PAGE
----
Friday Night at Freddys

It was 2 a.m. at Freddy Fazbear's Pizzeria and my cousin, Juliana, didn't know how to work the security cameras. She was supposed to be keeping an eye on them to monitor the movements of a pack of killer, animatronic, musical robots that were out for her blood, and I was worried one would pop out at us at any second.

"You need to move the mouse to the bottom of the screen," I said, gulping for air at the end of the sentence. I had run out of breath because I was terrified.


But I felt ridiculous for being that scared. Because I was actually sitting in my cousin's basement playing the video game Five Nights at Freddy's with the lights off. She was playing the game while wearing a heart monitor that was connected to my phone by Bluetooth. My phone told me Juliana was cool as a cucumber, with a stable heart rate of around 70 beats per minute, but my heart was hammering in my chest fast enough that I could hear it.

"You seem to have this under control," I said, excusing myself from the room and dashing upstairs to a safe lighted environment, where I poured myself a drink with a lot of whiskey.

I was conducting a test to determine which out of a group of four popular scary video games had the greatest potential to frighten. I definitely found a hands-down winner, but I also found out something about myself along the way: I'm easily frightened.


I play a lot of video games, but in the last 5 years or so, a new type of game has become popular that I haven't experienced much. Most frequently grouped into the "survival horror" genre, these games are designed to make their audience uncomfortable, uneasy and outright frightened.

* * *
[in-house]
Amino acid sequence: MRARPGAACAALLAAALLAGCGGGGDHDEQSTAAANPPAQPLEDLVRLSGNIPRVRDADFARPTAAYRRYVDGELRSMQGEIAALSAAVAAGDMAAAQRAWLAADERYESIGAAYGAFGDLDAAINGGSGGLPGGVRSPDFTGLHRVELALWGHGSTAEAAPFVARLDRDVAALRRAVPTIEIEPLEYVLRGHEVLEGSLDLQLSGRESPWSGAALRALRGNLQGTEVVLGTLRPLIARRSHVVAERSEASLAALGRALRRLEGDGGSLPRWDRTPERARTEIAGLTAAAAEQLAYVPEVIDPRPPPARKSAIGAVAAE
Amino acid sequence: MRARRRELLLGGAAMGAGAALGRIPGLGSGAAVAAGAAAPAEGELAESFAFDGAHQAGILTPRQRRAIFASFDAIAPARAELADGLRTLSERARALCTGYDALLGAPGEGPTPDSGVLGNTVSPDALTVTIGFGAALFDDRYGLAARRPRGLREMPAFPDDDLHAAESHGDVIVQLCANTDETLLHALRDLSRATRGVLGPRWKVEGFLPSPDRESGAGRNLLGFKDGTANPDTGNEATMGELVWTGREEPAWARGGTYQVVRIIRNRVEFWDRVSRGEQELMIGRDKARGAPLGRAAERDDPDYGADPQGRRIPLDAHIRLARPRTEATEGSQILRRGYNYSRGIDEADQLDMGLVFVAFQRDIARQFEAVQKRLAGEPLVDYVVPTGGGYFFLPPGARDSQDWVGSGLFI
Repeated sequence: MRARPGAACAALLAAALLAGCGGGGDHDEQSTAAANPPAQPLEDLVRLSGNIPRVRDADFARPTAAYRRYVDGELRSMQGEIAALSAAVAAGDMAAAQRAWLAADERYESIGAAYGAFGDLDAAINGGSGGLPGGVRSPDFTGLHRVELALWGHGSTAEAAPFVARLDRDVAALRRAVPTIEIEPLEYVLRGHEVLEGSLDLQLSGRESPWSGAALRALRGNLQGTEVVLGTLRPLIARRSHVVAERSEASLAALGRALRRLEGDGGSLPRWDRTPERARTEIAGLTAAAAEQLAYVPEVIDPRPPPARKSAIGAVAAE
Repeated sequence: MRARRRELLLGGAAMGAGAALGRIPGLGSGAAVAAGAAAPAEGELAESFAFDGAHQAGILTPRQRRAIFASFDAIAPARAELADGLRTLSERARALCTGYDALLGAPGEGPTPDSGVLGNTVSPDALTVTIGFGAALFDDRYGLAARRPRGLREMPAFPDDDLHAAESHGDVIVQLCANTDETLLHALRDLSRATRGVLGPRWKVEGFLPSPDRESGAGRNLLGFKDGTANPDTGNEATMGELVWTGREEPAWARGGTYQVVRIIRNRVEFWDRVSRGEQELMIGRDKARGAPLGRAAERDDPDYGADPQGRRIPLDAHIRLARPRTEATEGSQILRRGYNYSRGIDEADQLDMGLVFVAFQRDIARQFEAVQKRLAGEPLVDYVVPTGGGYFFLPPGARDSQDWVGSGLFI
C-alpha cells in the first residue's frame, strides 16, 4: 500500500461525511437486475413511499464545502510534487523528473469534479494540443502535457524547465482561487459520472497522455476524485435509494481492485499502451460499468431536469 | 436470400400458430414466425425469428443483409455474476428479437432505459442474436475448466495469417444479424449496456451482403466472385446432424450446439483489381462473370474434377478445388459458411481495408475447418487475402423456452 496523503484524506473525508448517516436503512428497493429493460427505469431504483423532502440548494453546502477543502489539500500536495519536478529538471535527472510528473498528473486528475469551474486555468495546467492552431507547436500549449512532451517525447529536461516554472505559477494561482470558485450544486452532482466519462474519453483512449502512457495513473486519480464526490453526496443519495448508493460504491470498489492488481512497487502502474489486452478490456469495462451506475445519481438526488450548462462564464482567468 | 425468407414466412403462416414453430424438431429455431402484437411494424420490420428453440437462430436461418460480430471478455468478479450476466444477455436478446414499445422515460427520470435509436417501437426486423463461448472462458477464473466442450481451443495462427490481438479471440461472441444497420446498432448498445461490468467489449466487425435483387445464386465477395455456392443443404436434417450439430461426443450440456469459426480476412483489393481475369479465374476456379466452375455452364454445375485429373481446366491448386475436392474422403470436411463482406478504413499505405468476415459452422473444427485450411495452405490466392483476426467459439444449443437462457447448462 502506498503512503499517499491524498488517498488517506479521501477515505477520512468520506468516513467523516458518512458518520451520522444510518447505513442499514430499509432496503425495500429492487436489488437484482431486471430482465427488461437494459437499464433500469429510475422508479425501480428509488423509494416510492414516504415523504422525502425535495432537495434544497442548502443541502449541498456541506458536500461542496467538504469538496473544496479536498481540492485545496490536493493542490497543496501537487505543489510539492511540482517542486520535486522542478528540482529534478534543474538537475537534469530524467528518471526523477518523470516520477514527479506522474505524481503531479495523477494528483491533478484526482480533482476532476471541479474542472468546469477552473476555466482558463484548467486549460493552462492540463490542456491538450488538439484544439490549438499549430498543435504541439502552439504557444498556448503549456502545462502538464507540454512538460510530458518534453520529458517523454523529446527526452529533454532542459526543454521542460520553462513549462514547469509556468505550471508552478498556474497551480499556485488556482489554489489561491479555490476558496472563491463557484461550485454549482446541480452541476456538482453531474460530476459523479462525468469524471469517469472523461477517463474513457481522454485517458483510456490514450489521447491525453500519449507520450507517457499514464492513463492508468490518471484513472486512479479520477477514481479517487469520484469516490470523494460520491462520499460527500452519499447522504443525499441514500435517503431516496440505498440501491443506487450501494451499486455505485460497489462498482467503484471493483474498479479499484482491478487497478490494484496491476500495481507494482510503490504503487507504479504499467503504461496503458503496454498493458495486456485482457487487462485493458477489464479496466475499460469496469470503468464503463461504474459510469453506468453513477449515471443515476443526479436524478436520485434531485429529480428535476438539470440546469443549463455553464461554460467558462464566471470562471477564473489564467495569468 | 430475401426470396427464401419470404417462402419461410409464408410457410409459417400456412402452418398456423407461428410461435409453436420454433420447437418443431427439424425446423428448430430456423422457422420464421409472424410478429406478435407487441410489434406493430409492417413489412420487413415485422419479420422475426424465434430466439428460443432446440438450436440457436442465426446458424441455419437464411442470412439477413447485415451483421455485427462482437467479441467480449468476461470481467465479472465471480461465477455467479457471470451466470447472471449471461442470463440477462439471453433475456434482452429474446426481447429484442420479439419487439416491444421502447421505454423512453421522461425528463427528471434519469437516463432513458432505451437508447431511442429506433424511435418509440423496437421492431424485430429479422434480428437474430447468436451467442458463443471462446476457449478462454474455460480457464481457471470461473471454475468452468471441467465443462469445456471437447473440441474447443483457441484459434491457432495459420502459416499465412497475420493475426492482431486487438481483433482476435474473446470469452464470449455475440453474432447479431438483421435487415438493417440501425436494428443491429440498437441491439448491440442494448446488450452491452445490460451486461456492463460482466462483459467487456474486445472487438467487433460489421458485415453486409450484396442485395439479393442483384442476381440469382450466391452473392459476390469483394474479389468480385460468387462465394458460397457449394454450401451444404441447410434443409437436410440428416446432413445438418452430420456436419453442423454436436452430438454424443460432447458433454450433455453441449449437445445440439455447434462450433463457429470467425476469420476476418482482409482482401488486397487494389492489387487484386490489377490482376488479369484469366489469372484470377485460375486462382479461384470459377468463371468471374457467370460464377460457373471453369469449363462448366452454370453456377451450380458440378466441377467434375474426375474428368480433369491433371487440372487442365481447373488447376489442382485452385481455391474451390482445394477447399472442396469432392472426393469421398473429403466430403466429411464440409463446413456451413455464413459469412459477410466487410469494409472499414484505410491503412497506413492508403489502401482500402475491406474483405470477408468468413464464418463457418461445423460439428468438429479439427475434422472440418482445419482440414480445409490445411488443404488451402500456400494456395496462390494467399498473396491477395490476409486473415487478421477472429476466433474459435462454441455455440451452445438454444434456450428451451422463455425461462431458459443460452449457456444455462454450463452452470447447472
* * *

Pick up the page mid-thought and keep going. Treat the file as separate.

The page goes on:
Margee Kerr, a Pittsburgh-based sociologist who studies the effects of fear, doesn't play many video games, but she's familiar with survival horror's rise simply because she gets more and more calls these days from video game developers seeking to make their games more scary. She sees it as part of a growing wave of people seeking out scary experiences on purpose.

"I think it's because many Americans have lives that are emotionally narrow," she said. "Everything is safe, controlled, neutral. Our species wants to feel more. We want to stretch our emotional boundaries."

The tests

Going on advice from my friends, I assembled a crop of games considered to be scary, none of which I had ever played before:

  • Five Nights at Freddy's: The original installment of the killer Chuck-E-Cheese animatronics genre. A luckless security guard must survive the night in a pizza franchise stalked by killer robots.
  • Resident Evil HD Remaster: A modern remake of the classic Playstation 1 zombie game that spawned a still-running series. The main characters are police officers trapped in a mansion full of zombies who must survive the night.
  • Amnesia: The Dark Descent: This PC game is frequently credited with starting the scary games renaissance. The game follows an amnesiac Englishman who is being stalked by an undefeatable, indescribable creature (just looking at it for too long can kill you).
  • P.T.: A short exploration game for the PlayStation 4 co-created by renowned horror director Guillermo del Toro that was originally supposed to be a teaser for a since-cancelled game. It's a fairly simple experience, you walk through a typical suburban hallway over and over and over as … things happen.